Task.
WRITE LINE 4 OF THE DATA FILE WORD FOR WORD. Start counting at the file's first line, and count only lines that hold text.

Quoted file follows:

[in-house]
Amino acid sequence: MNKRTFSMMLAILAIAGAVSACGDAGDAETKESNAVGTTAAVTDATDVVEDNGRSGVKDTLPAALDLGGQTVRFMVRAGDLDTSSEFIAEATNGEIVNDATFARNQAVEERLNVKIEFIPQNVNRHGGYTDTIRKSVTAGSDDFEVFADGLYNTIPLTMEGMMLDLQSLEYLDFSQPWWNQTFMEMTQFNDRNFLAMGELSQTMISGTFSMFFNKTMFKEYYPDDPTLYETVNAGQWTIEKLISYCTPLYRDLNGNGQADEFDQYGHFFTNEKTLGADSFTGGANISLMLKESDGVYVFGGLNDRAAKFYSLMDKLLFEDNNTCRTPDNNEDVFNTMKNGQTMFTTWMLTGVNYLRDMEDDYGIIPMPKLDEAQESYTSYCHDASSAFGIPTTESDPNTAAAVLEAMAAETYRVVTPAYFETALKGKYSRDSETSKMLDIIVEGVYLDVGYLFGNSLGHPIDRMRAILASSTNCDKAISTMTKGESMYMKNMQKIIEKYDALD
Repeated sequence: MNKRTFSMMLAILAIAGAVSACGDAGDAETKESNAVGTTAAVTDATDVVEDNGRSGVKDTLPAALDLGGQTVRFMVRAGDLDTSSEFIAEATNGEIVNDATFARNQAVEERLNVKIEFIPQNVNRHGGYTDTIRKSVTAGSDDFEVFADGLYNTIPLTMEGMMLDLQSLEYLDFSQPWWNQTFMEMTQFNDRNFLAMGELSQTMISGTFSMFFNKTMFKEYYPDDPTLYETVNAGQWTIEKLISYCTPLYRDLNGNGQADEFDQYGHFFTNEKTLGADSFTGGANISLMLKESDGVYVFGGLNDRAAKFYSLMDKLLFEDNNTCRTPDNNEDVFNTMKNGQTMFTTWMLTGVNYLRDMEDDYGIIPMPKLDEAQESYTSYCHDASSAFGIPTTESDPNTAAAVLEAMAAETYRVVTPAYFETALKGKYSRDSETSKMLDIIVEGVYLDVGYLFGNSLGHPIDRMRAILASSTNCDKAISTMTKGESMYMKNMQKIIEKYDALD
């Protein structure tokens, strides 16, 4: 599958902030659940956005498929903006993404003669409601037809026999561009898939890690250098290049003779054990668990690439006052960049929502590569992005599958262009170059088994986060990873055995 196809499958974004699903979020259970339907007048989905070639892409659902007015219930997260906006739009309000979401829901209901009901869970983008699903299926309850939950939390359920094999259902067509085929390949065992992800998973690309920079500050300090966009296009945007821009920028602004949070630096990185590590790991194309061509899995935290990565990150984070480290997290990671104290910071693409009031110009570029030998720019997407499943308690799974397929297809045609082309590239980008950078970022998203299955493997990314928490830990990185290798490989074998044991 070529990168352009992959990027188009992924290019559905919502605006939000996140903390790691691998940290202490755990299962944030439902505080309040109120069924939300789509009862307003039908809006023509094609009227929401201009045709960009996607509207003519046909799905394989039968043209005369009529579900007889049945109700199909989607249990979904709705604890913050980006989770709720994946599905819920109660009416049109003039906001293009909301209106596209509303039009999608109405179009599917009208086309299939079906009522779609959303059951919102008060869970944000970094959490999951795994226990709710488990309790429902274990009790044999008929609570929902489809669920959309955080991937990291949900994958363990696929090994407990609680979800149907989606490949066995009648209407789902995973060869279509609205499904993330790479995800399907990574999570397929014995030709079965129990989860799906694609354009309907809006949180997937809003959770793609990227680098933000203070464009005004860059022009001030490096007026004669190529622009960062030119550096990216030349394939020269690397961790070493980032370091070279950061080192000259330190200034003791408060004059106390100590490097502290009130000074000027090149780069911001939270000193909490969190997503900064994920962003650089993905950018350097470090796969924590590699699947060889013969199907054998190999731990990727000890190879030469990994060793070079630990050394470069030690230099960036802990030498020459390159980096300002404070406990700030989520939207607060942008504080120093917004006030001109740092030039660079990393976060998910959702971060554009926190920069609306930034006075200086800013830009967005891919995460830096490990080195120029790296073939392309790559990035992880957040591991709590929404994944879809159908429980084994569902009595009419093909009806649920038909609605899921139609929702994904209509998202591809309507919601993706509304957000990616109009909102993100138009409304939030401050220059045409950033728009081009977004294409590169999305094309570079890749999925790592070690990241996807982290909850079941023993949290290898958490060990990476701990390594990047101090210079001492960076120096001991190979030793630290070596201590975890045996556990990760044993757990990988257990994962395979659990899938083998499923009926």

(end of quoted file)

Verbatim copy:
């Protein structure tokens, strides 16, 4: 599958902030659940956005498929903006993404003669409601037809026999561009898939890690250098290049003779054990668990690439006052960049929502590569992005599958262009170059088994986060990873055995 196809499958974004699903979020259970339907007048989905070639892409659902007015219930997260906006739009309000979401829901209901009901869970983008699903299926309850939950939390359920094999259902067509085929390949065992992800998973690309920079500050300090966009296009945007821009920028602004949070630096990185590590790991194309061509899995935290990565990150984070480290997290990671104290910071693409009031110009570029030998720019997407499943308690799974397929297809045609082309590239980008950078970022998203299955493997990314928490830990990185290798490989074998044991 070529990168352009992959990027188009992924290019559905919502605006939000996140903390790691691998940290202490755990299962944030439902505080309040109120069924939300789509009862307003039908809006023509094609009227929401201009045709960009996607509207003519046909799905394989039968043209005369009529579900007889049945109700199909989607249990979904709705604890913050980006989770709720994946599905819920109660009416049109003039906001293009909301209106596209509303039009999608109405179009599917009208086309299939079906009522779609959303059951919102008060869970944000970094959490999951795994226990709710488990309790429902274990009790044999008929609570929902489809669920959309955080991937990291949900994958363990696929090994407990609680979800149907989606490949066995009648209407789902995973060869279509609205499904993330790479995800399907990574999570397929014995030709079965129990989860799906694609354009309907809006949180997937809003959770793609990227680098933000203070464009005004860059022009001030490096007026004669190529622009960062030119550096990216030349394939020269690397961790070493980032370091070279950061080192000259330190200034003791408060004059106390100590490097502290009130000074000027090149780069911001939270000193909490969190997503900064994920962003650089993905950018350097470090796969924590590699699947060889013969199907054998190999731990990727000890190879030469990994060793070079630990050394470069030690230099960036802990030498020459390159980096300002404070406990700030989520939207607060942008504080120093917004006030001109740092030039660079990393976060998910959702971060554009926190920069609306930034006075200086800013830009967005891919995460830096490990080195120029790296073939392309790559990035992880957040591991709590929404994944879809159908429980084994569902009595009419093909009806649920038909609605899921139609929702994904209509998202591809309507919601993706509304957000990616109009909102993100138009409304939030401050220059045409950033728009081009977004294409590169999305094309570079890749999925790592070690990241996807982290909850079941023993949290290898958490060990990476701990390594990047101090210079001492960076120096001991190979030793630290070596201590975890045996556990990760044993757990990988257990994962395979659990899938083998499923009926």